illustration of a scarlet ibis cradling a boy's body

The Scarlet Ibis

by James Hurst
Start Free Trial

Do you think that the narrator is to blame for Doodle's death in "The Scarlet Ibis"?

Expert Answers

An illustration of the letter 'A' in a speech bubbles

It is hard to blame the narrator ("Brother") completely because he is just a kid himself. He openly admits his responsibility in tormenting Doodle and pushing him too far, though, so the narrator is largely to blame.

Brother says Doodle was "a disappointment" from the beginning. Brother wanted a more physically able companion. As a result, he resents Doodle. Brother torments Doodle by showing him the casket that was meant for him.

Brother teaching Doodle to walk seems like a generous gesture to his parents, but Brother reveals he only taught Doodle to walk out of shame.

They did not know that I did it for myself, that pride, whose slave I was, spoke to me louder than all their voices, and that Doodle walked only because I was ashamed of having a crippled brother.

At the end of the story, when Doodle has "failed," Brother leaves him, literally and symbolically. Brother runs away faster and faster, knowing Doodle will push himself but inevitably be unable to keep up. As Brother runs away, he feels a "streak of cruelty." He runs faster and pushes Doodle to run himself ragged. He puts Doodle through physical and emotional strain and this becomes too much for Doodle's body to handle.

Approved by eNotes Editorial Team
An illustration of the letter 'A' in a speech bubbles

Despite his love for Doodle, the brother is responsible for the death of the fragile boy.

It is significant that Hurst alluded to World War I in his setting of "the summer of 1918" as a backdrop for the scenes of the death of the scarlet ibis and that of Doodle. One textbook editor has observed that Hurst wants readers of "The Scarlet Ibis" to consider the war raging among brothers in Europe is related to the conflict between Doodle and his brother. [Elements of Literature. Holt, Rinehart and Winston. 2008.] 

In the final lines of the story, the brother/narrator states,

I lay there crying, sheltering my fallen scarlet ibis from the heresy [meaning mockery here] of rain.

On the day that Doodle dies, the brother wants to blame the rain for the ending of his and Doodle's practice session and their need to hurry to get home. However, he admits that he was angry about Doodle's failure to succeed at "keeping up with the other boys." Knowing that Doodle is weak and after Doodle's "being too tired to swim," the brother still makes Doodle row back to shore. Not only must Doodle row, but he must row against the tide. Then, even though Doodle has been greatly strained, the brother runs ahead of him, forcing Doodle to try to keep up. When the brother stops to rest, he admits his cruelty,

I hadn't run too far before I became tired, and the flood of childish spite evanesced as well.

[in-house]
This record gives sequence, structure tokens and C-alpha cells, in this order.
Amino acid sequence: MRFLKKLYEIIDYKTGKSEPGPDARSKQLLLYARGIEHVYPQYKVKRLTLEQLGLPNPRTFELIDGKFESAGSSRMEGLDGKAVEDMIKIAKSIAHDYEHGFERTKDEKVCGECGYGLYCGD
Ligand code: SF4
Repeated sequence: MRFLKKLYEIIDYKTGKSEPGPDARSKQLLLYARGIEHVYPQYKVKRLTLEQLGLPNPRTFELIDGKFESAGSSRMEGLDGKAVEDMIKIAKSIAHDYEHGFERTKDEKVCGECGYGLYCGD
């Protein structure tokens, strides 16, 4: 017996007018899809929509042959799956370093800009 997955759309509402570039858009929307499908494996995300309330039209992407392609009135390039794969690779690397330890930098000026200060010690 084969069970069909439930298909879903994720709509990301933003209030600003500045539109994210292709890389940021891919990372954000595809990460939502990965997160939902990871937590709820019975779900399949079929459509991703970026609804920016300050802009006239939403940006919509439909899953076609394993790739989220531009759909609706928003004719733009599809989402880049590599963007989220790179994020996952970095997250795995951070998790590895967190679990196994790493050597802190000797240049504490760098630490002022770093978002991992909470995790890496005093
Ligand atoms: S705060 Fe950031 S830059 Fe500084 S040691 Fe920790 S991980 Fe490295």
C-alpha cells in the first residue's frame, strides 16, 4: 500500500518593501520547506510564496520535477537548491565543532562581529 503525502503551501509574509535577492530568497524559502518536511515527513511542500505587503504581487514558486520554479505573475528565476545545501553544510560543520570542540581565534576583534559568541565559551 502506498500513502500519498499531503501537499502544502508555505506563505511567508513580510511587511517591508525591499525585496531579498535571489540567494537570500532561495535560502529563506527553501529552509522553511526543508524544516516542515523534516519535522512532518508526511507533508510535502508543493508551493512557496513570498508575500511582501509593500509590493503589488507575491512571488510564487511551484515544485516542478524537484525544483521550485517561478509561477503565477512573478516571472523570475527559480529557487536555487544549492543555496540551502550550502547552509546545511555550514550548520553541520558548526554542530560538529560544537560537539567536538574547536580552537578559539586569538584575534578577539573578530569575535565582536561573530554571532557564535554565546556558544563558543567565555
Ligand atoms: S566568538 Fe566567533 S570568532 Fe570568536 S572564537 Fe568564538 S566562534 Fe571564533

It is only after this "evanescence" of his spite that the brother comes to his senses and he stops and waits for Doodle. While he has not meant to kill Doodle, the brother has acted selfishly all along. Also, having admitted previously to a "streak of cruelty," he has tried to force Doodle to become normal despite knowing that the small boy is frail. Even at the end of the narrative, the brother wants to blame "the heresy of the rain" as the reason for Doodle's death because this is why they hurried. But he is the one who has taxed Doodle's heart all along.

Last Updated by eNotes Editorial on
An illustration of the letter 'A' in a speech bubbles

Despite the narrator's guilt over the situation, he is not to blame for his brother's death. He may have treated him with indifference and occasional malice, both of which are displayed by his words and actions in the story, but in the end, those words and actions were not the primary cause of Doodle's death.

We as readers know that his condition is what eventually led to his certain death, and that from the very beginning, Doodle was supposed to have died many times before. The fact that he had lasted as long as he had was a fact of sheer amazement.

In the end, the narrator cannot be held responsible for Doodle's death, but we can continue to hold him accountable for his harsh words and behaviors toward his now-deceased brother.

Last Updated by eNotes Editorial on
An illustration of the letter 'A' in a speech bubbles

Now, of course, this is an opinion question, so the answer is up to you, as well as the evidence to support that answer.

In my opinion, however, the narrator is not at all responsible for Doodle's death.  Although, of course, he feels terribly to blame.

Doodle was destined to die.  To use this course of reasoning, you really have to argue that fate has a huge role in this story.  This is evident in the scarlet ibis's presence, which was a foreshadowing of what was to come.  Doodle was represented by this brilliant bird, and the bird died.  Doodle was supposed to die.

The narrator was only 13.  He was cruel, it's true, but he was also only 13.  He was acting how most boys his age do when confronted with something uncomfortable, like a disabled brother.  He was jealous of the attention Doodle got, and he was embarrassed by Doodle's difference.  He was probably also disappointed that he didn't have a brother who could run, wrestle, and play with him as he'd probably originally hoped.  There was a lot of emotion flooding through the narrator.  There is really no way he could have known that Doodle was hurt as badly as he was.  Plus, Doodle sustained a head injury and died so quickly that he would have died even if the narrator had run back sooner to help him.

And regardless of the narrator's motives for helping Doodle to walk, he did improve Doodle's quality of life for a short while, regardless of how frustrated Doodle sometimes got.

Last Updated by eNotes Editorial on